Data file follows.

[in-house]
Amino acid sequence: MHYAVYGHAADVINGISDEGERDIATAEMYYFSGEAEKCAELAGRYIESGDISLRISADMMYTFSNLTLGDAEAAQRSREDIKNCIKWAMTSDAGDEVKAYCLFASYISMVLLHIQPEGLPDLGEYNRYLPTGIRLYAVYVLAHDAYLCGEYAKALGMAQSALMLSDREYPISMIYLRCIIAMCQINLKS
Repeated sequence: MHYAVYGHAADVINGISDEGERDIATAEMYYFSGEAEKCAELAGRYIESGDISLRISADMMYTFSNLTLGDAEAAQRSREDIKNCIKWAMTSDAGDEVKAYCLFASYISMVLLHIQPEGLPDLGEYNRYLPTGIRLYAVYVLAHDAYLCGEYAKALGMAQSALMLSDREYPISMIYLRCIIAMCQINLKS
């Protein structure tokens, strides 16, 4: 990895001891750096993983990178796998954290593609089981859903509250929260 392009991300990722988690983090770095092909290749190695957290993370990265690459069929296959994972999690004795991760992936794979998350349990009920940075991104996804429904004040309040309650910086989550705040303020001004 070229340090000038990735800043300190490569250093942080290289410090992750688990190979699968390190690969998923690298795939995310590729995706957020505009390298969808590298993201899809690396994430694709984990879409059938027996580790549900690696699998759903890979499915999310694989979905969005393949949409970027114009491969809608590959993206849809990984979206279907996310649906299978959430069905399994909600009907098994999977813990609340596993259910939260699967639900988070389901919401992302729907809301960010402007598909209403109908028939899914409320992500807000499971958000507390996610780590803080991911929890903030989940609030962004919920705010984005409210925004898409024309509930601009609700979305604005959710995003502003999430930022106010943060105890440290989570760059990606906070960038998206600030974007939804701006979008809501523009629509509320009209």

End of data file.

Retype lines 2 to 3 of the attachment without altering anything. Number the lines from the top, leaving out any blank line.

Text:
Amino acid sequence: MHYAVYGHAADVINGISDEGERDIATAEMYYFSGEAEKCAELAGRYIESGDISLRISADMMYTFSNLTLGDAEAAQRSREDIKNCIKWAMTSDAGDEVKAYCLFASYISMVLLHIQPEGLPDLGEYNRYLPTGIRLYAVYVLAHDAYLCGEYAKALGMAQSALMLSDREYPISMIYLRCIIAMCQINLKS
Repeated sequence: MHYAVYGHAADVINGISDEGERDIATAEMYYFSGEAEKCAELAGRYIESGDISLRISADMMYTFSNLTLGDAEAAQRSREDIKNCIKWAMTSDAGDEVKAYCLFASYISMVLLHIQPEGLPDLGEYNRYLPTGIRLYAVYVLAHDAYLCGEYAKALGMAQSALMLSDREYPISMIYLRCIIAMCQINLKS